[0026] In accordance with one embodiment of the invention, a semiconductor wafer 2 is shaped to a flatness of surface 1 substantially the same degree as that of a glass substrate using an MRF system. High end, prime silicon manufacturers are capable of consistently producing 200 mm wafers with global and site flatness levels to 0.50 μm and 0.20 μm, respectively. A typical site size is 2525 mm. In contrast to CMP processing, an MRF system is capable of achieving less than about 0.05 μm global flatness, with even lower site flatness. To carry out the process, a wafer fixturing device is attached to the MRF system. The method used to hold or fix a wafer 2 during any polishing or finishing step is critical to achieve the desired shape or finish. In accordance with the invention, a fixturing device that can be used for positioning a semiconductor substrate or wafer 2 in an MRF system includes, a vacuum plate (grooved or porous plate, ceramic or metal), an electrostatic chuck, a clamp mount, a template assembly mount and the like. Also, a semiconductor substrate or wafer 2 can be wax mounted to an appropriate support surface. An MRF process is then carried out to form a uniformly flat surface across the entire surface of the substrate or wafer 2.

[0027] The process includes, positioning a substrate or wafer 2 having a surface in a fixturing device and contacting the surface 1 with a magnetorheological fluid in the presence of a magnetic field. The magnetorheological fluid imparts abrasive action on the wafer 2 by flowing in the magnetic field, such that relative motion of the surface 1 and the fluid polishes and shapes the surface 1 with a predetermined site flatness having a nanometer scale topography. Conveying successive portions of the surface 1 in contact with the fluid distributes the polishing and shaping operations onto successive portions of the surface 1. Alternatively, the entire surface 1 to be polished is in contact with the fluid. The fluid is subjected to a magnetic field having a form field that is mathematically configured to conform the fluid while the fluid polishes and shapes the surface 1 being polished.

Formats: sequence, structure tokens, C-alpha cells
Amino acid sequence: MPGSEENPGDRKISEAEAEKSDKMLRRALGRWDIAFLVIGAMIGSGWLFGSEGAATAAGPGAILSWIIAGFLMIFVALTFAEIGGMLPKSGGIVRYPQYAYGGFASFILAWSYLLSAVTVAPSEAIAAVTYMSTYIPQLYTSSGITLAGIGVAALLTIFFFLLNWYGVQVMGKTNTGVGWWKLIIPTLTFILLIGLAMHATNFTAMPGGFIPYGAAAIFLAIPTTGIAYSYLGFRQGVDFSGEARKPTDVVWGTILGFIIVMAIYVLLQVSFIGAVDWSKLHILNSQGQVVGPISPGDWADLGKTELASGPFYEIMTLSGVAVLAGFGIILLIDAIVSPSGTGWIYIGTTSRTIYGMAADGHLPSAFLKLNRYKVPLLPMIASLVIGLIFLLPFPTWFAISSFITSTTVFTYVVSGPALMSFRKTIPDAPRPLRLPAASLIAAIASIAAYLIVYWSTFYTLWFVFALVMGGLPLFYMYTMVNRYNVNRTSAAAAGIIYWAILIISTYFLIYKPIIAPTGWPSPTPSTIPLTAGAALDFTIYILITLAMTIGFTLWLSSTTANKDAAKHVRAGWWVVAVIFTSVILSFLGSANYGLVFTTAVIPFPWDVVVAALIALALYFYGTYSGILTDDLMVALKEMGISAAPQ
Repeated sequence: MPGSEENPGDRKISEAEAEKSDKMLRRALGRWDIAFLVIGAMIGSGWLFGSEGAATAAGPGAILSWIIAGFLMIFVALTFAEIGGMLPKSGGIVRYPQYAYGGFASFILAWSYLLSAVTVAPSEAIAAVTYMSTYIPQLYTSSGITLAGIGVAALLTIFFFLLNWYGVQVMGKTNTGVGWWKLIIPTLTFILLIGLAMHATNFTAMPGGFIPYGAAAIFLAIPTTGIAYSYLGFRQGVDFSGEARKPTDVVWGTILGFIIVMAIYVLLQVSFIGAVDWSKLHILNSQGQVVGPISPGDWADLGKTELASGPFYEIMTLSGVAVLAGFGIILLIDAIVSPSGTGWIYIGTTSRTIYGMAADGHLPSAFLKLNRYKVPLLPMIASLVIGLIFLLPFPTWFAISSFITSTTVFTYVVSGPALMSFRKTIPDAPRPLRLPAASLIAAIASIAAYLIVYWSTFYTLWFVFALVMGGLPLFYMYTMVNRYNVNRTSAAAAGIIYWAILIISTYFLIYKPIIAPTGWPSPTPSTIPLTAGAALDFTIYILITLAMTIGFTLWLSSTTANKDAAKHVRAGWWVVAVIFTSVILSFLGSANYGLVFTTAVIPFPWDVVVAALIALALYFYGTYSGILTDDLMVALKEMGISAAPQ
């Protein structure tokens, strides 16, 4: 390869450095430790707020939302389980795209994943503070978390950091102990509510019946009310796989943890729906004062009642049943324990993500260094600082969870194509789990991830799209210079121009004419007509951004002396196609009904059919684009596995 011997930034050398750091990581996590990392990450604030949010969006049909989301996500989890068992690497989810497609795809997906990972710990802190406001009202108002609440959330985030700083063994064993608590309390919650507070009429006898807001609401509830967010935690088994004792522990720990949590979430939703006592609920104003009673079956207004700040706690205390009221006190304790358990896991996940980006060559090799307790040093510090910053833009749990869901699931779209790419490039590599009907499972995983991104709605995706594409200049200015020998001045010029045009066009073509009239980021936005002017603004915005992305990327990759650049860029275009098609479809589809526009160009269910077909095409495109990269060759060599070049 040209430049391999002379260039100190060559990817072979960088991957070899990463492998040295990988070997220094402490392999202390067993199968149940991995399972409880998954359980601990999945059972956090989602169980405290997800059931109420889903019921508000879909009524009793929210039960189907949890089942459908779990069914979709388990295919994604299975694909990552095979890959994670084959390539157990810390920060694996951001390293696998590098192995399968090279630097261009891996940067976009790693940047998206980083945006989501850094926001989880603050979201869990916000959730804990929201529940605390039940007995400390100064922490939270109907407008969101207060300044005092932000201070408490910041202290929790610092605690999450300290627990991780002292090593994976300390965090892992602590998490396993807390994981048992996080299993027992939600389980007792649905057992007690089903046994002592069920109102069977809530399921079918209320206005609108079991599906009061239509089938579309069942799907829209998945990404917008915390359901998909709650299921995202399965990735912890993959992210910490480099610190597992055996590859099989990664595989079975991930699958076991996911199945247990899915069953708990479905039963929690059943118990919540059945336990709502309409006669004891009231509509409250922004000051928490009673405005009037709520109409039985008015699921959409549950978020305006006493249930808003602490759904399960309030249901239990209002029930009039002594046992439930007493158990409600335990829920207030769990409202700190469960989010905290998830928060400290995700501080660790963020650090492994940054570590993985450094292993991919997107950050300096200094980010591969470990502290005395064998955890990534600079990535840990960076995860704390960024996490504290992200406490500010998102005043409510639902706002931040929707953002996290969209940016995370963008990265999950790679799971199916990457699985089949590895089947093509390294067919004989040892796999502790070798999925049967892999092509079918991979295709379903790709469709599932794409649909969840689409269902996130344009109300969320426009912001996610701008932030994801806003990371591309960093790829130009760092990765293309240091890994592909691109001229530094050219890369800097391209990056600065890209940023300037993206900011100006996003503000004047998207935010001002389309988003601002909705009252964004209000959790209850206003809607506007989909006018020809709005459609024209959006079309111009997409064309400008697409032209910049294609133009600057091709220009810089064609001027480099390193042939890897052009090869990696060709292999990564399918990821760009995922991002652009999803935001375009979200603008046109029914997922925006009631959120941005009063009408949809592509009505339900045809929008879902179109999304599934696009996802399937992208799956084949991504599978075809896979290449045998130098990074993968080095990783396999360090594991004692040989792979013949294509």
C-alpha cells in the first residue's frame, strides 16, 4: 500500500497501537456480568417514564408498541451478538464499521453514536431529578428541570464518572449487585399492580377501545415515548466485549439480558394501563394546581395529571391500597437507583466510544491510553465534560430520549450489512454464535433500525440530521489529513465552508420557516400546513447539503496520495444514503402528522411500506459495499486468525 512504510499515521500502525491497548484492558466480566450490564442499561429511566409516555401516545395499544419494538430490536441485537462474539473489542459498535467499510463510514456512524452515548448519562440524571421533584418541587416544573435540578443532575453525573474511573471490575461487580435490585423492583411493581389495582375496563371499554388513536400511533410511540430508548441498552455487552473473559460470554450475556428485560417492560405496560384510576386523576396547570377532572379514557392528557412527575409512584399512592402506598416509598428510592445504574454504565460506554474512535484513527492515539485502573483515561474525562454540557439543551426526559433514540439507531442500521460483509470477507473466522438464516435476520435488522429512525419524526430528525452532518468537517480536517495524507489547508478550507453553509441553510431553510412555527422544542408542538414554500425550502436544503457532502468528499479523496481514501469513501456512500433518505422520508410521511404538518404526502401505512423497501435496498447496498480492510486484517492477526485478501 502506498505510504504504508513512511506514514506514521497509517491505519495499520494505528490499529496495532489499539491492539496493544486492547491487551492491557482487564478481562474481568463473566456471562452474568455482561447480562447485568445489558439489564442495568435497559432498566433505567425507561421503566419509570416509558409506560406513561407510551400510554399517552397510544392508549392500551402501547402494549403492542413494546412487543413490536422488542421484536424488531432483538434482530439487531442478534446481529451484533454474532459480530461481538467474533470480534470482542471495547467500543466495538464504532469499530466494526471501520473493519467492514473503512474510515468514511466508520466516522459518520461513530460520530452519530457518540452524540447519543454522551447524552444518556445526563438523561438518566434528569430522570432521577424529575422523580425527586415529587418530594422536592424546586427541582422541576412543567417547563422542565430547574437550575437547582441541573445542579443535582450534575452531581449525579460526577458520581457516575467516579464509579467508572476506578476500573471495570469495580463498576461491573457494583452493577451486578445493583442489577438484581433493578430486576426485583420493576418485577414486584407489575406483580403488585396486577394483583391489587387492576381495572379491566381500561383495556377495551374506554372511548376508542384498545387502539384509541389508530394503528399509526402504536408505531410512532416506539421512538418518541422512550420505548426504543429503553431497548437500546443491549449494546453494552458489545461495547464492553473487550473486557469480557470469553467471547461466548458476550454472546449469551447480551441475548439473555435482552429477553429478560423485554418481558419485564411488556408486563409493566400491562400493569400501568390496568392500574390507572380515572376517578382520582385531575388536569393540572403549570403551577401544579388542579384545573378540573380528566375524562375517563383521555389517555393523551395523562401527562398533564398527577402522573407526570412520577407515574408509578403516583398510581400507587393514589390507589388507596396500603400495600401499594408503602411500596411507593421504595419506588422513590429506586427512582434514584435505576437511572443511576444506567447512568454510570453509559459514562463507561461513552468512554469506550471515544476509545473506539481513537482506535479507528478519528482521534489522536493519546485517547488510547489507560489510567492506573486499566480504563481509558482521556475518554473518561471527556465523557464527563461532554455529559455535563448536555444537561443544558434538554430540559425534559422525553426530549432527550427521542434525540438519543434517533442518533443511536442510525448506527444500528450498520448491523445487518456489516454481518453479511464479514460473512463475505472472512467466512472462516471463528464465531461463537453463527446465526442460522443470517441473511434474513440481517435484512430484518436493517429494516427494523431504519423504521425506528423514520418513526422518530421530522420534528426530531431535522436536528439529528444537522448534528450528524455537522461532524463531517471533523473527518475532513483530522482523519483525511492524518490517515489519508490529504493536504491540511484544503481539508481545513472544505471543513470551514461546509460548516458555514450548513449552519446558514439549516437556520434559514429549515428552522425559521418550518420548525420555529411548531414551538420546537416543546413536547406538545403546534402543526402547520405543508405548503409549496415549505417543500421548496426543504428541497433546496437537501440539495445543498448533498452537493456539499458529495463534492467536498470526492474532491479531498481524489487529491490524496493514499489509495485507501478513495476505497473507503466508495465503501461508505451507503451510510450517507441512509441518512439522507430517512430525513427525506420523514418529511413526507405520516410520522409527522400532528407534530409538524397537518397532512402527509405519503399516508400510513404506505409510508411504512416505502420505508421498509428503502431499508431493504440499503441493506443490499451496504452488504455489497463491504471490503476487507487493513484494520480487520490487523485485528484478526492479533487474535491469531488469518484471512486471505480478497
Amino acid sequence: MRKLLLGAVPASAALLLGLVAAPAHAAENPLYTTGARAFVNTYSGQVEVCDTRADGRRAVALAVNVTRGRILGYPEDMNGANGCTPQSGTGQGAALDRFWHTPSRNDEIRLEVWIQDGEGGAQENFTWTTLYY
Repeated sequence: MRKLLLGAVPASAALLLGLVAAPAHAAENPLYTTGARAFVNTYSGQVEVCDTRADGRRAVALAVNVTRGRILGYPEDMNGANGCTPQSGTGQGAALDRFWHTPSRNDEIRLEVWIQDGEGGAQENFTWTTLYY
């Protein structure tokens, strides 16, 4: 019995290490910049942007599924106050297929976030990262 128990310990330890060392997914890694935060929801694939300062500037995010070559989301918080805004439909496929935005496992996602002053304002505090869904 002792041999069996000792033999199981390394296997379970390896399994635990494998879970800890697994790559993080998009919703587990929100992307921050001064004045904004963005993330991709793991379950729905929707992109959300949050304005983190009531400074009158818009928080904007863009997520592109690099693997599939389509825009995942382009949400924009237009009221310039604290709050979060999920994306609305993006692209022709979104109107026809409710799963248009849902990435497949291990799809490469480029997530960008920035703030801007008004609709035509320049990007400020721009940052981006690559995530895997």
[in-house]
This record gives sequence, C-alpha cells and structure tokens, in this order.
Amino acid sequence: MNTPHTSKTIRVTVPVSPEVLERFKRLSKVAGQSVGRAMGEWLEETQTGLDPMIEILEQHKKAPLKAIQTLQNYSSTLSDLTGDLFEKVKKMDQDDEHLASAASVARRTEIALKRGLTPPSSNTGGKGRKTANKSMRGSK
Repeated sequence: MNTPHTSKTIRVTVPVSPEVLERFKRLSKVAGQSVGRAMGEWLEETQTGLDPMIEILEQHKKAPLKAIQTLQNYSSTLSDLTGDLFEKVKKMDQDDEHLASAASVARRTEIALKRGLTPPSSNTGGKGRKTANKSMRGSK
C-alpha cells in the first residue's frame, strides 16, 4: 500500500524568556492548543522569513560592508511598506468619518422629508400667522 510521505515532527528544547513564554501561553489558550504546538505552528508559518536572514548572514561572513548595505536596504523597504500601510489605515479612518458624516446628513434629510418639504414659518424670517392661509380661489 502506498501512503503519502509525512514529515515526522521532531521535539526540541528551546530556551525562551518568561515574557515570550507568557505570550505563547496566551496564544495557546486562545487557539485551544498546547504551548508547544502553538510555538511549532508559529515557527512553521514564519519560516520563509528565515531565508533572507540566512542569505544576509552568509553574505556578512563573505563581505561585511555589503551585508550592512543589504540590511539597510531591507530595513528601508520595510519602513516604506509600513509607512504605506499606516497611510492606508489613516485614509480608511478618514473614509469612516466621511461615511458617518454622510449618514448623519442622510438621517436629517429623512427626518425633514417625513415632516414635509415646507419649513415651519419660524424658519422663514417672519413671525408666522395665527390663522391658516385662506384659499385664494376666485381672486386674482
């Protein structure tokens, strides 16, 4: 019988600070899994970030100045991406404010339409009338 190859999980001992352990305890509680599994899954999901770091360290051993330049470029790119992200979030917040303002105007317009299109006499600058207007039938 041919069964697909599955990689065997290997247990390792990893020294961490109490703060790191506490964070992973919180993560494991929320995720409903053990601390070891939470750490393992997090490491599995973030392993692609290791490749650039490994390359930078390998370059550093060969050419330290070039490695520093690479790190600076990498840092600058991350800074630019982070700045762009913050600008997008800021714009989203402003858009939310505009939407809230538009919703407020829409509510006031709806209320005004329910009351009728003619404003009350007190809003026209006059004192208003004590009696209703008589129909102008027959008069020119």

[0028] In an embodiment of the invention, an MRF system is used to edge polish a bare silicon wafer 2, simultaneously polishing a cylindrical perimeter surface 4 and the edge regional areas on opposing surfaces, including the surface 1, on respective sides of the bare silicon wafer 2, which reduces the manufacturing time for attaining an edge polished silicon wafer 2, as well as, increases the FQA by minimization of the edge effect due to edge polishing. Further, a bare silicon wafer 2 that has been edge polished by MRF has a perimeter surface 4 of increased strength to resist breaking off of fragments of particulate material. Further, the surface 4 has a smooth polished finish to reduce contamination-related defects. The conformal polishing media in an MRF system is used to polish the complete substrate edge (both sides and the perimeter surface 4) at one time with good finishing control.

[0029] As disclosed by FIG. 2, according to an embodiment of the invention, a bare silicon wafer 2, i.e. semiconductor substrate, is positioned with the cylindrical perimeter surface 4 and the adjoining, edge regions on opposing surfaces on the wafer 2 being contacted by a magnetorheological fluid during an MRF process. By simultaneously polishing the edge regions on opposing surfaces and the perimeter surface 4 of the wafer 2, the entire edge of the substrate or wafer 2 is polished at a controlled material removal rate, with a minimized manufacturing time duration. The wafer 2 is rotated about its central axis to convey successive portions of the wafer 2 into contact with the fluid, which distributes the polishing and flattening operations over the successive portions of the wafer 2. Alternatively, the entire periphery of the wafer 2 can be immersed in contact with the fluid, while conforming the fluid by a magnetic field that is mathematically shaped to polish and conform the perimeter surface 4 and the edge regions that are polished by the MRF system.